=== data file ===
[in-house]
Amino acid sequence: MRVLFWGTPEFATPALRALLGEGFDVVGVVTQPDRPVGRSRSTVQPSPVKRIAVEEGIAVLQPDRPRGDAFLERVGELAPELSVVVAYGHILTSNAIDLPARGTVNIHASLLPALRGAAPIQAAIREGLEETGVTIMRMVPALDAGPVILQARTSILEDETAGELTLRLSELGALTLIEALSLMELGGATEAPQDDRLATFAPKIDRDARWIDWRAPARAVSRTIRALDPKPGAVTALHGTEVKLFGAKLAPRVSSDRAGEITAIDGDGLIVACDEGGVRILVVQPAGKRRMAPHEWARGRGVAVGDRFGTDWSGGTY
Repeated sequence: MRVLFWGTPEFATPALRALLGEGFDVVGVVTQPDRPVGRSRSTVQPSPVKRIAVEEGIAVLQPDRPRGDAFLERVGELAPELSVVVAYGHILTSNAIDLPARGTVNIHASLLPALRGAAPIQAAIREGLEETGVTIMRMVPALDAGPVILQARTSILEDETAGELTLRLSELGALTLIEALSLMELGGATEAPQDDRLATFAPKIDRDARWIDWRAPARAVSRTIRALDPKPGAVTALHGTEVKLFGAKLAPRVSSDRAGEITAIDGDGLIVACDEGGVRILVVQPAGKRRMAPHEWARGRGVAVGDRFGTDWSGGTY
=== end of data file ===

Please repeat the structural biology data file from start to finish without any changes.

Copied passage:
[in-house]
Amino acid sequence: MRVLFWGTPEFATPALRALLGEGFDVVGVVTQPDRPVGRSRSTVQPSPVKRIAVEEGIAVLQPDRPRGDAFLERVGELAPELSVVVAYGHILTSNAIDLPARGTVNIHASLLPALRGAAPIQAAIREGLEETGVTIMRMVPALDAGPVILQARTSILEDETAGELTLRLSELGALTLIEALSLMELGGATEAPQDDRLATFAPKIDRDARWIDWRAPARAVSRTIRALDPKPGAVTALHGTEVKLFGAKLAPRVSSDRAGEITAIDGDGLIVACDEGGVRILVVQPAGKRRMAPHEWARGRGVAVGDRFGTDWSGGTY
Repeated sequence: MRVLFWGTPEFATPALRALLGEGFDVVGVVTQPDRPVGRSRSTVQPSPVKRIAVEEGIAVLQPDRPRGDAFLERVGELAPELSVVVAYGHILTSNAIDLPARGTVNIHASLLPALRGAAPIQAAIREGLEETGVTIMRMVPALDAGPVILQARTSILEDETAGELTLRLSELGALTLIEALSLMELGGATEAPQDDRLATFAPKIDRDARWIDWRAPARAVSRTIRALDPKPGAVTALHGTEVKLFGAKLAPRVSSDRAGEITAIDGDGLIVACDEGGVRILVVQPAGKRRMAPHEWARGRGVAVGDRFGTDWSGGTY